Traveling abroad, especially for a semester-long exchange program, is definitely an exciting experience, but it may turn out to be disastrous if you fail to get involved with the local community. In the era of internet, you can always live, study, travel, and explore everything by yourself, but at times, having people around you can make those events much more interesting. Also, the local or permanent students on the campus can sometime give you some information which you wouldn’t normally find on the internet. And at times, it’s vice-versa, meaning, the locals tend to learn about a lot of interesting places and things from the international students. I’ll give appropriate examples for everything, but it’s always am amazing feeling to be a part of this ‘information exchange loop’.
When I arrived in Hong Kong and UST, I was always excited to meet with the international students, but I also wanted to make sure that I have enough local friends. It’s not always important, but I’ll explain why. The first and foremost reason being a smooth academic transition. Spending a semester and taking classes in a different country and university isn’t always easy. Especially when it comes to the policies regarding grading, exams, and assignments. For example, while all the professors at Drexel use Blackboard to upload the course content, all the professors at UST don’t use Canvas (very similar to Blackboard) for uploading the content. Instead, some of them use the course websites on UST domain for such purposes. If I hand’t got this information from a local student in my class, I had almost missed my first assignment because I didn’t see any information about it on Canvas.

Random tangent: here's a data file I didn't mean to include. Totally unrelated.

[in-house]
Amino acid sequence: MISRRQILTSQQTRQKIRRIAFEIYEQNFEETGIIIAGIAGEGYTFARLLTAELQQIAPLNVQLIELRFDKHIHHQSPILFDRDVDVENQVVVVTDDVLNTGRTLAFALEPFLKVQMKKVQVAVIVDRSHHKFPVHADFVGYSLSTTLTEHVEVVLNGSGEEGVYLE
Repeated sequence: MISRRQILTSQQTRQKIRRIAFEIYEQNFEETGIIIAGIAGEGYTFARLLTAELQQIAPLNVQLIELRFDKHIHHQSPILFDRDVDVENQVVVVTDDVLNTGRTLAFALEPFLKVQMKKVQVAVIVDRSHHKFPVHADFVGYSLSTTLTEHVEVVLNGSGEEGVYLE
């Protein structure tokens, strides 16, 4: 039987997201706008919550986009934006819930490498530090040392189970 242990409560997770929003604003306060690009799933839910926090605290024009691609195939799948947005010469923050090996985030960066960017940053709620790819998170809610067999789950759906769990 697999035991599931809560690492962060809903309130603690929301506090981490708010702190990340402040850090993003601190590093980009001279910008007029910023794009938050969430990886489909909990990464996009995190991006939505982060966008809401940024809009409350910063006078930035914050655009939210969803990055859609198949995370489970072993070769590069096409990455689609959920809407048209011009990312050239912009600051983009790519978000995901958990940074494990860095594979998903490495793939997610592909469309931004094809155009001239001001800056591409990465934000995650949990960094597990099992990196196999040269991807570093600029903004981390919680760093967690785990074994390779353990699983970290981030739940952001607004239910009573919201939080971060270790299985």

Additionally, different classes and professors have different policies for grading quizzes, exams, and assignments. It’s not always a good idea to follow the conventions from your home university while finishing the assignments because you might unnecessarily end up losing points. Hence, it becomes important to have local friends from different classes who you can study with. Also, because they are already familiar with the professors through previous classes, they can give you a fair idea about the difficulty of exams and strictness of grading. That might take a lot of stress off you because believe me, classes and assignments at UST are quite difficult. It might not be a good idea to do it all by yourself. Also, unlike most of the classes at Drexel, the classes at UST are mostly curved, and the professors don’t follow the absolute grading scale. Yet, it’s hard to pass the classes because a lot of students here are extremely motivated and passionate to maintain their GPA. Hence, it’s not a good idea to take the classes lightly in the beginning and struggle towards the end.